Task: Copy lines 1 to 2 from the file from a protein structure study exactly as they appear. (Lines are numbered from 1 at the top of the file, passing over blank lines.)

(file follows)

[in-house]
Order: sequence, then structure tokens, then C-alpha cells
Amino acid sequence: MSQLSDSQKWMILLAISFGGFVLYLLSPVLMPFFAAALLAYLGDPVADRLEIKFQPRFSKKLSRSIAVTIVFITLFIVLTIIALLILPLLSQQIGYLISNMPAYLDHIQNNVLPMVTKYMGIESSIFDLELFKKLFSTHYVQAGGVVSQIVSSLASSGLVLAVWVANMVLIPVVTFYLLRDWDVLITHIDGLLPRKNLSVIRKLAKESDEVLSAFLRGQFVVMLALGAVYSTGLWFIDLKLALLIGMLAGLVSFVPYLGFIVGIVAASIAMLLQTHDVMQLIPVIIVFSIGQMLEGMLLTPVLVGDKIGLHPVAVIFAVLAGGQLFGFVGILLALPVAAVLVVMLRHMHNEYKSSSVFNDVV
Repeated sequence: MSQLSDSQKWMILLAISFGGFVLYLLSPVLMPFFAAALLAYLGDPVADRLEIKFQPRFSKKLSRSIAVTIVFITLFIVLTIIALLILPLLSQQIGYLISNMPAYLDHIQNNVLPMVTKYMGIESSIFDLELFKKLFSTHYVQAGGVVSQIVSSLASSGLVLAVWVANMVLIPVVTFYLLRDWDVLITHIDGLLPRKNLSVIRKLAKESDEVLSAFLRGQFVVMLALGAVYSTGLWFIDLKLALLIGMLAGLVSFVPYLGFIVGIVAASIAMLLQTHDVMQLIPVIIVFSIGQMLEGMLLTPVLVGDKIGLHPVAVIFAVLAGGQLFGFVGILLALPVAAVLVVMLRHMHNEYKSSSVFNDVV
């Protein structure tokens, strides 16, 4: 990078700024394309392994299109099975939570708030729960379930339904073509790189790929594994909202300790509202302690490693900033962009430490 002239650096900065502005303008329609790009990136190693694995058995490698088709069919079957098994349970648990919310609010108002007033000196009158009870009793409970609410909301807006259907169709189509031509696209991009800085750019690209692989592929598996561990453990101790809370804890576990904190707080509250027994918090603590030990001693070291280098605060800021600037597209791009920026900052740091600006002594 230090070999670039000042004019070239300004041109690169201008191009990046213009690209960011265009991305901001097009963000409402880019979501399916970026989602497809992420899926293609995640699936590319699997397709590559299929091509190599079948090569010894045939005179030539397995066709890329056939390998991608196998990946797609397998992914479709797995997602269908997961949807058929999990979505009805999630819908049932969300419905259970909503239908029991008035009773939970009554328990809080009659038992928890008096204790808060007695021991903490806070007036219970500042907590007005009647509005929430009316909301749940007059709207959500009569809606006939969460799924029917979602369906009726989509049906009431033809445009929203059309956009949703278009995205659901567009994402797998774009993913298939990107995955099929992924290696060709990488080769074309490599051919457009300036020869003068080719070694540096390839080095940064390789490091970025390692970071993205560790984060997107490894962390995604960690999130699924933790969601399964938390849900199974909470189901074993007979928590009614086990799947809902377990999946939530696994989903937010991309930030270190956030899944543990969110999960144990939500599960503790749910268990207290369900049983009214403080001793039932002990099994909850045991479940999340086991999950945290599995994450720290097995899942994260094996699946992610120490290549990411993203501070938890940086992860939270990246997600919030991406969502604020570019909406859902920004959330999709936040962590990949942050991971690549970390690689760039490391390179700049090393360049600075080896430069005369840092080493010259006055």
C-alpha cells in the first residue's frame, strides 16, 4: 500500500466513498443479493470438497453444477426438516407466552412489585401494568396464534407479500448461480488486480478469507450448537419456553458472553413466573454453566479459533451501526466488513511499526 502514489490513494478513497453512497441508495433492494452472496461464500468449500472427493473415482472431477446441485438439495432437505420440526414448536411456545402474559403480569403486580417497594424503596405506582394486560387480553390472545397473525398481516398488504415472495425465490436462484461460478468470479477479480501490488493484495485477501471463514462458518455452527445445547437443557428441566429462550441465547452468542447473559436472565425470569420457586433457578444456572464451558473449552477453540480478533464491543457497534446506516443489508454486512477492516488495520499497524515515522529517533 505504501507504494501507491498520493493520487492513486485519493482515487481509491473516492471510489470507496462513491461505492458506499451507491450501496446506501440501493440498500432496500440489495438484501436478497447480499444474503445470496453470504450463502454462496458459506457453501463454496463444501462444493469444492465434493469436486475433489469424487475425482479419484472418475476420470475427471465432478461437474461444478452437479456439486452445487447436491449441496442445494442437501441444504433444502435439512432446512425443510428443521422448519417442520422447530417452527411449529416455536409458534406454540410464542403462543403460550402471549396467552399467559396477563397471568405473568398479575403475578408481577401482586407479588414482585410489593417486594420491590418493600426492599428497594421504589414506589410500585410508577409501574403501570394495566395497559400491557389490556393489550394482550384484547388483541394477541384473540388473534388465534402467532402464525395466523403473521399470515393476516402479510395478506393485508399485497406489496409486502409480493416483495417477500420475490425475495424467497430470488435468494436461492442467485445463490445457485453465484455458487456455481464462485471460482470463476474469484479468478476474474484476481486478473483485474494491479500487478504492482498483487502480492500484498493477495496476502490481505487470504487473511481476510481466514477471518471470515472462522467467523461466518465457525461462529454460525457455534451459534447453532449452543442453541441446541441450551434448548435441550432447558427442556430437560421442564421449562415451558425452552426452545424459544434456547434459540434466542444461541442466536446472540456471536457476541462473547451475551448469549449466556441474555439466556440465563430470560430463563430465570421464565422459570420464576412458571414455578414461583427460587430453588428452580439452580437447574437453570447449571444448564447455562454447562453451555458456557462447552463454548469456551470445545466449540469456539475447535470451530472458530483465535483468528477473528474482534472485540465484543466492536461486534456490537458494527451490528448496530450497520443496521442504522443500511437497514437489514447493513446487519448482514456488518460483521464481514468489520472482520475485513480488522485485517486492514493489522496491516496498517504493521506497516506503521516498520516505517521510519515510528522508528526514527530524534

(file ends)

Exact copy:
[in-house]
Order: sequence, then structure tokens, then C-alpha cells